I have two distinct memories of Beverly Ann Smith. One was where I would find her in the early morning when I woke up with a hangover at my friend Baldie's house or when I came over very early to get her two sons Baldie and Doug (now with our Lord) to go fishing or hunting. Dear Mrs. Smith would be leaning over her sink, much of the time potatoes frying or just finished frying in a pan for breakfast, smoking a Pall Mall cigarette and making sure that all smoke went out the window no matter what temperature it was outside. Whether I was inside or came in from the outside she wouldn't even look around at me just yell at me to come in after I'd knocked and scold me for waking the whole house up. I could see her little grin from the side of her face even though her gaze never left that trail that lead into the woods from beside her mailbox on the edge of that dirt road they lived on. She'd offer me an instant coffee or a hot green tea and tell me to go sit down while she brought it to me.
The other distinct memory I have of her was when we three would come to the house drunk. Her husband would be at work and we'd get the music going and singing and playing guitars and banjos, even the juice harp or a harmonica would fit - anything that made noise. We'd have bread races (see who was the fastest to eat a dry piece of white bread with nothing to wash it down) and arm wrestle and push and shove and Mrs. Smith would stay in the kitchen and fix something for us to eat or smoke a Pall Mall until we settled down into a ballad or some slow cheating song. She'd come in and sit and tell us it was her prayer that someday we'd use our music to Glorify God.
The last time I saw Bev was a couple years ago. I had written a song and was drinking a couple beers with Baldie and he told me I had to sing it to his mother. It was a fresh 6 months since her son Doug had been killed by a brick in a construction accident and the song was about how we can't always understand why God allows some people to die in their youth or in their prime. I sang it for her a capella and she shed a tear. Her prayers had been answered and the miracle of proof stood before her and sang to her Jesus' sweet song of redemption.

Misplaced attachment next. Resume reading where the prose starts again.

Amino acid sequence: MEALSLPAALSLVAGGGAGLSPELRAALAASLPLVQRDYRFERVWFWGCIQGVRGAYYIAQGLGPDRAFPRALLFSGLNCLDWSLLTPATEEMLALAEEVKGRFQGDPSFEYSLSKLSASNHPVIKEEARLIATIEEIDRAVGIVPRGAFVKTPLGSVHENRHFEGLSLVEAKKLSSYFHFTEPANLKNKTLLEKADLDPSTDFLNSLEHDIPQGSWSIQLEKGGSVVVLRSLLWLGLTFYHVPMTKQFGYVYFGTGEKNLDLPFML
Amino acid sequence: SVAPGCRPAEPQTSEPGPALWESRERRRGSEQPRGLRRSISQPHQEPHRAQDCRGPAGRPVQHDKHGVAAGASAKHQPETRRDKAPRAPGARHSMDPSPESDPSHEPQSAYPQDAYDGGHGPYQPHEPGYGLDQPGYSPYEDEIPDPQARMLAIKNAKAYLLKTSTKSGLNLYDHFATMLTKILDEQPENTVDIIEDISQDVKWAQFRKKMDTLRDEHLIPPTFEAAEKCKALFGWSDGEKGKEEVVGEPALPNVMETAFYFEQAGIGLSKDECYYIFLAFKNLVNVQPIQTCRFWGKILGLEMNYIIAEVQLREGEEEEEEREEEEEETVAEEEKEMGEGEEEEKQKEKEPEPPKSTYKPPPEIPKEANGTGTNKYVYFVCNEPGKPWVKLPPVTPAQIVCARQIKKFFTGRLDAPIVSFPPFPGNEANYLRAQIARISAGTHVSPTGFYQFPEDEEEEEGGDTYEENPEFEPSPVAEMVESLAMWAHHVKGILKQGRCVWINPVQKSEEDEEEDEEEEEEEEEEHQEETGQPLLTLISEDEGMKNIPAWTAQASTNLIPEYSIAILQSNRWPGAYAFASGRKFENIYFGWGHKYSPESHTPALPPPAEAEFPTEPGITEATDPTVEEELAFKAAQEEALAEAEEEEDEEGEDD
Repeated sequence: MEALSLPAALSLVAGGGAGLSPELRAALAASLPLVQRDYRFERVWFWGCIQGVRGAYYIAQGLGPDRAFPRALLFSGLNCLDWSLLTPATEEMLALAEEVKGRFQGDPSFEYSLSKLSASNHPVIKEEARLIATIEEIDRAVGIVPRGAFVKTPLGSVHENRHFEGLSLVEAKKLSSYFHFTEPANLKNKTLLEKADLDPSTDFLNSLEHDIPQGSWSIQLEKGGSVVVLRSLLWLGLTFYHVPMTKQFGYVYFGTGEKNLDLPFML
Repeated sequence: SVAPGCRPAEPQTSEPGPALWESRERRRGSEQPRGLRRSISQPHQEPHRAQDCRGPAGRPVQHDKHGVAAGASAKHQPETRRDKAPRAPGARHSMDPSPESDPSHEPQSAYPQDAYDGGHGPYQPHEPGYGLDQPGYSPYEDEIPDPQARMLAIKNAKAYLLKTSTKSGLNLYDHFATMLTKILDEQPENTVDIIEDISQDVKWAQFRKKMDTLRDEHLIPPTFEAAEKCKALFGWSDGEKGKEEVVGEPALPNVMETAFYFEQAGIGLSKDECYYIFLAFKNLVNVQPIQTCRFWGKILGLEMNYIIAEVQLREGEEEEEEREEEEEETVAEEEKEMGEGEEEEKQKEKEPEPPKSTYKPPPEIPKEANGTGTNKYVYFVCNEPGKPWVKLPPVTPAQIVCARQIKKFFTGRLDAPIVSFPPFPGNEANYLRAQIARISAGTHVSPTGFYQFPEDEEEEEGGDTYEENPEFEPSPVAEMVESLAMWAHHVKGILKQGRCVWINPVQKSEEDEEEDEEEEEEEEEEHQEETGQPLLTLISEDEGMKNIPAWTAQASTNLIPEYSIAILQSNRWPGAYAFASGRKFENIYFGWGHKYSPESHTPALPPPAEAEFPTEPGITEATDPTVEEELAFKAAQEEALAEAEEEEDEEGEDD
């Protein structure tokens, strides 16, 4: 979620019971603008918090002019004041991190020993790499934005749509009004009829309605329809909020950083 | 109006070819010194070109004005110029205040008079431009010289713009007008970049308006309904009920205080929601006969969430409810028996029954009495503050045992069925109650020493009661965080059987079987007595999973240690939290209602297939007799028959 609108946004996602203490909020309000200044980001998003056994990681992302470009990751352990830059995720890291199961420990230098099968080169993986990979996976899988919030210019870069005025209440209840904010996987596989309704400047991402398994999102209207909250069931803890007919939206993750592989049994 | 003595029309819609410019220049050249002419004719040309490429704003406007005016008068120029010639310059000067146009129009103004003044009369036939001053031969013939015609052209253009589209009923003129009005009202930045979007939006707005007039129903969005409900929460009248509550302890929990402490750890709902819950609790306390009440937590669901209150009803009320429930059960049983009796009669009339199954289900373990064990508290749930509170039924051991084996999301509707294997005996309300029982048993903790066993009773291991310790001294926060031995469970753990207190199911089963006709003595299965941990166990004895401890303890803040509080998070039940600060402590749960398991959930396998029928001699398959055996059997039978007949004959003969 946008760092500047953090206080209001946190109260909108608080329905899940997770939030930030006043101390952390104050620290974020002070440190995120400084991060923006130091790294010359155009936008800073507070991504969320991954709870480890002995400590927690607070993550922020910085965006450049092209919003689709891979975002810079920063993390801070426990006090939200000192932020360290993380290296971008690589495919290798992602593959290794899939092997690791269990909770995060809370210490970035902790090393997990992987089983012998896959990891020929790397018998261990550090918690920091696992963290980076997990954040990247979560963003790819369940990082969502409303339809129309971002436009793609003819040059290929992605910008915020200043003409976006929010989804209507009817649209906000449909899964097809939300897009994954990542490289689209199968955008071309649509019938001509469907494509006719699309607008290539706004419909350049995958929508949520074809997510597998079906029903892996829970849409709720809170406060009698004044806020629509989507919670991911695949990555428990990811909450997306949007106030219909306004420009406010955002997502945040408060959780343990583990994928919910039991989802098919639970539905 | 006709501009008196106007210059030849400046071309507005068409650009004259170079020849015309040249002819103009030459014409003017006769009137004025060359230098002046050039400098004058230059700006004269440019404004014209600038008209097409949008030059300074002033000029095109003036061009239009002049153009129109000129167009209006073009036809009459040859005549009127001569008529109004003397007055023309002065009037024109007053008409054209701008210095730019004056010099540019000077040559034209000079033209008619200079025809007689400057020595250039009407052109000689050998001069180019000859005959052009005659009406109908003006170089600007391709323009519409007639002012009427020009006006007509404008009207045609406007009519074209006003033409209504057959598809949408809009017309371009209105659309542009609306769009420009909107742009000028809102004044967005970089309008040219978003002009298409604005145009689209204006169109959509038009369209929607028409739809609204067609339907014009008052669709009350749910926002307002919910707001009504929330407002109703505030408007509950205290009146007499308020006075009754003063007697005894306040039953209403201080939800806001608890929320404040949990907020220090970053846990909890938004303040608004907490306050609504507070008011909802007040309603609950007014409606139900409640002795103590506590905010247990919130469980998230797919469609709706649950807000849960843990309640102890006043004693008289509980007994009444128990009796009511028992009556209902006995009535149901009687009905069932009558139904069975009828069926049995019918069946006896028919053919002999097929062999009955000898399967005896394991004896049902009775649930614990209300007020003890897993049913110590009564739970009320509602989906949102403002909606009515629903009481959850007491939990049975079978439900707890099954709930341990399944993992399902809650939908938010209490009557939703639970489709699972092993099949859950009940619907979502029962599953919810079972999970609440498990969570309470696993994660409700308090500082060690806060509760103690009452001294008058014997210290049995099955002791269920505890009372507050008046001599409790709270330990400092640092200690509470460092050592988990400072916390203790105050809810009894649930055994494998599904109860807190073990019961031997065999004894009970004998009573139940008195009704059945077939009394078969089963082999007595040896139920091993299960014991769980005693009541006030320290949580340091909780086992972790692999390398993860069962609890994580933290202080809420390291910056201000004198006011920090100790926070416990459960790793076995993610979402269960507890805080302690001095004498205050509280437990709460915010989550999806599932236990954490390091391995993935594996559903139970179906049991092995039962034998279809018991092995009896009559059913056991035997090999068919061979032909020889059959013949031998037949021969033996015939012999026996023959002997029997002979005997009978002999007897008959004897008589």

Bev died on Saturday morning July 28. She'd had a minor surgery 6 days earlier and was overcome by infection and lost circulation in her legs which turned black. I went to her Friday night and told her that she shined, shined like the brightest diamond to me - a kid who desperately needed someone to love him EVEN when I chose to not live within God's will. I'll never forget the smell of Pall Mall cigarettes and fried potatoes.
Saturday I dug some new red potatoes from my garden, picked some tender young summer squash (I can eat those things right off the vine by the pound), and the first half dozen of ripe sweet corn, drove a mile and a half from my dad's house and walked into that dirt-road house. The pack of Pall Malls was still on the window sill but no one was there to smoke them. I sat with Baldie and his dad. We talked of coon hounds, bear tracks, coyote races and fishing. We talked about gardening, tractors, and music. Finally I just had to tell Merle how much Bev had shined in my life. The legacy of love will continue through my six children and many other relationships that have been blossoming from a mustard seed planted in good soil here and there. I told him that she was the saltiest of salty and there was never a bush that could hide her light. A flicker of an ember of that Pall Mall reflected off that kitchen window and into my life and lives to come.
We shed some tears right there and then we smiled together while Merle talked of Jesus' love for us that will transcend our loss. His voice wavered little as he spoke of how important family is and how much it meant to him to have shared that moment of Bev's step into another life. For a moment I really wanted to smoke one of those Pall Malls but only for a moment.